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Rights + Justice

Racialized People Were Written Out of Medical History

How early epidemiologists built a belief in white supremacy, and what this pandemic invites us to do differently.

Crawford Kilian 30 Mar

Tyee contributing editor Crawford Kilian blogs about the pandemic at H5N1.

The pandemic has inspired many books, most dealing with some immediate aspect like the American response to it, or its economic impact. But a growing number go into the deep background of COVID-19 and other outbreaks, looking for their social factors as well as their microbial causes. Read individually, such books are enlightening and often surprising. Read together, they begin to look like a revolution in medical history, if not in medicine itself.

Most of us, of course, have only the haziest concept of medicine’s history: Doctors used to bleed people. Somebody named Louis Pasteur proved that some microbes can cause disease, and he pasteurized milk. Somebody else developed a vaccine for polio. Such history is a series of heroic individuals, usually white males, often fighting their reactionary colleagues to improve both public and personal health.

The reality is rather different. Historian Jim Downs makes vital connections between white supremacy, public health and epidemiology in his book Maladies of Empire, published last year by Harvard University Press. Yes, medicine advanced largely through the work of white males of European ancestry, but most of them were in the service of empires that ruled over millions of racialized people. By studying disease in such folks, doctors built both epidemiology and widespread belief in white supremacy. But their studies also undermined white supremacy, with consequences that have begun to shake our whole civilization.

Some of the first steps in modern medicine, Downs tells us, occurred in the service of the 18th-century slave trade. Slave ships bound from Africa to the Americas carried ship’s doctors who looked after the crews and captives alike. This was the age when illness was attributed to “miasmas” — foul air. Dr. Thomas Trotter, a physician on one slave ship, advised the owners to improve ventilation in their ships and allow the enslaved up on deck more often. He also documented the improved survival rates of enslaved captives fed fresh fruit to cure scurvy.

The point was not to save lives, but to deliver human merchandise to markets.

Such physicians were a growing element in Europe’s empires. They were needed to keep Europeans healthy in the colonies, and to control disease outbreaks among local workers, whether enslaved or nominally free. They also had to deal with the health of imperial armies, especially in war.

Unrecognized collaborators in the seeds of public health

As doctors, they were part of imperial bureaucracies that served as a kind of “print internet”: a medical report written in Jamaica would go to London and then be distributed as far away as Bombay and Sydney. Such physicians, Downs says, became investigators, studying the health not of individuals but of populations. They were also skilled debaters, presenting evidence taken from their studies of enslaved people and what were then known as sepoys, Indian soldiers serving England’s East India Co.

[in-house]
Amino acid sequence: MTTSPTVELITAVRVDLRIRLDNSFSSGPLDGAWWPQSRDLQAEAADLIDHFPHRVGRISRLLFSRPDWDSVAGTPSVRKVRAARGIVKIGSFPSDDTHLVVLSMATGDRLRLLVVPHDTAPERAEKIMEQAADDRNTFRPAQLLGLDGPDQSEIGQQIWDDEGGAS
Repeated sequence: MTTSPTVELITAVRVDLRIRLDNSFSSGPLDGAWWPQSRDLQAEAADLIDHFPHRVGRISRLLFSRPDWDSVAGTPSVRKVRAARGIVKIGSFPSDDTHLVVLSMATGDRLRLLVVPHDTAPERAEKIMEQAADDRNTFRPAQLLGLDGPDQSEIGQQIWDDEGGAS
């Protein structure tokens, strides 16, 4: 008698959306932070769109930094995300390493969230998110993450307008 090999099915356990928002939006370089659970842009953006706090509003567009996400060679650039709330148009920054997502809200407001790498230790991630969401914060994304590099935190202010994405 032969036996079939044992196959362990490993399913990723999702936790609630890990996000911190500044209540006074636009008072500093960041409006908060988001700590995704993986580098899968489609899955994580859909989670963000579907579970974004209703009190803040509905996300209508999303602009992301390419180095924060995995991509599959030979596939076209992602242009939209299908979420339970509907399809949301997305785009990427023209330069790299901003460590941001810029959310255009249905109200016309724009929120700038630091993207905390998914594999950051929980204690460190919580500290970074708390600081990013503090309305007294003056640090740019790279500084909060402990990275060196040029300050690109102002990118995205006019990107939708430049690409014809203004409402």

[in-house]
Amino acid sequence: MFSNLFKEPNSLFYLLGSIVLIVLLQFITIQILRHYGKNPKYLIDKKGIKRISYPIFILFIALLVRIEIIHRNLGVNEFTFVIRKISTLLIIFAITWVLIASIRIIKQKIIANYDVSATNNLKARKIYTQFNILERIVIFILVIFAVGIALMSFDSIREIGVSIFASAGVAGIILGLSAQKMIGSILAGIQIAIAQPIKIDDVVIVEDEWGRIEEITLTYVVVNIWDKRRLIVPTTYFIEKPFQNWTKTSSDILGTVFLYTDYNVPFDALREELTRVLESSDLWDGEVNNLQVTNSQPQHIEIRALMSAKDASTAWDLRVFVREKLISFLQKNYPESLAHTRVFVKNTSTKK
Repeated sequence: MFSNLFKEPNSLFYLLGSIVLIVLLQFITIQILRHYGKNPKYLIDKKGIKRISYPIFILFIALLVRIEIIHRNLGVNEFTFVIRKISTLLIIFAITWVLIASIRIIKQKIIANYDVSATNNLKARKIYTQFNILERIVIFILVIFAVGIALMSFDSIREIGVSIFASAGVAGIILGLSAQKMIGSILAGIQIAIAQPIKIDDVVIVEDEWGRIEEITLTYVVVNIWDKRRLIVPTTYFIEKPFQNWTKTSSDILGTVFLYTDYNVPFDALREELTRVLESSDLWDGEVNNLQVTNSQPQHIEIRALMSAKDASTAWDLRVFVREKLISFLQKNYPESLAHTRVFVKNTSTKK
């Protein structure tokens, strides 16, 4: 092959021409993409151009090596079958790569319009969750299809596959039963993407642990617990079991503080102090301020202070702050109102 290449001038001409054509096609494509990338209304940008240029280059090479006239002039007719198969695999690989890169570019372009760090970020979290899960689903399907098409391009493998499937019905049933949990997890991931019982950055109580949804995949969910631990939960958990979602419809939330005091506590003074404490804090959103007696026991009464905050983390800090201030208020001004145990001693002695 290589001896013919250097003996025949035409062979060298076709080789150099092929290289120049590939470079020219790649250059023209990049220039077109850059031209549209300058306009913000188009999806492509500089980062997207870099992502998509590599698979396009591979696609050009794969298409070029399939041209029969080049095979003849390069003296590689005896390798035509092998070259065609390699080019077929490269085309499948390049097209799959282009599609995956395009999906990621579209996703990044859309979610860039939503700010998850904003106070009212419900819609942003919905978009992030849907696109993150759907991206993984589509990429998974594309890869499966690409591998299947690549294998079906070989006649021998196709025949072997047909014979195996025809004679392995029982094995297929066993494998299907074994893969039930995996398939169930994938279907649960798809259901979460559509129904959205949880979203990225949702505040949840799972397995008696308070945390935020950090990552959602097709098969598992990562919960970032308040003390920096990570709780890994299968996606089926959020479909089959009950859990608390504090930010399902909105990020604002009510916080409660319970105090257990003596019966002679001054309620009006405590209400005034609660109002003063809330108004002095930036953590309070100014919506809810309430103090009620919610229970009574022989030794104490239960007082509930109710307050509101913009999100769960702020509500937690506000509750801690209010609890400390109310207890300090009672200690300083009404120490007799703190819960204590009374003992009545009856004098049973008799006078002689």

Yet somehow, the people in their studies disappeared. “Although slave ships were a crucial site of investigation,” Downs writes, “they often entered medical journals and reports, like Trotter’s treatise on slavery, simply as ‘cases’ or as ‘ships,’ which had the unintended effect of erasing slavery from the discussions of the importance of fresh air for health.”

The maladies of empire were the maladies of racialized people, who became the unrecognized collaborators in the foundation of epidemiology and of public health itself. Colonized and enslaved people were often close observers of outbreaks, and provided imperial doctors with detailed descriptions of cases and the movement of diseases.

The doctors, meanwhile, were still believers in the miasma theory, supposing that disease was the result of “foul” air and even bad smells. The health benefits of good ventilation suited that theory — but even more important, doctors were beginning to keep track of whole populations, and to report their findings to London or Paris in an increasingly consistent format.

So as evidence supported or challenged existing medical theories, it was far from anecdotal. Doctors followed cholera from India to the Red Sea and on to Europe. They reported to the metropole, using narrative descriptions of how it affected populations. When John Snow identified the source of a cholera outbreak in London — not a miasma, but contaminated water delivered by a neighbourhood pump — he was following the same practice, but with the novelty of a map showing the address of every case.

But health science in the 19th century didn’t benefit everyone. As Downs says, “The same colonial structures that allowed ideas about sanitation to crisscross the Atlantic Ocean had also created the structural inequities that left Black people suffering on plantations throughout Jamaica without medical care.”

Florence Nightingale, statistician

Downs sees Florence Nightingale as a key figure in the development of epidemiology. We remember her as a nurse, but she was far more influential in public health and epidemiology.

When Nightingale served in the Crimean War in the 1850s, she found British soldiers dying from cholera, typhoid and typhus in filthy military hospitals. After a parliamentary commission identified a bad sewer system and airless buildings for the high mortality rate, Nightingale paid attention to hospital sanitation. Queen Victoria and her consort, Prince Albert, agreed to support a royal commission on the health of the army.

Using statistical methods, Nightingale and her colleagues shocked the generals: “For every soldier who died from battlefield wounds, they found, seven soldiers died from preventable disease in the camps.” She established the importance of hospital hygiene and the importance of prevention — principles we have often forgotten in the current pandemic.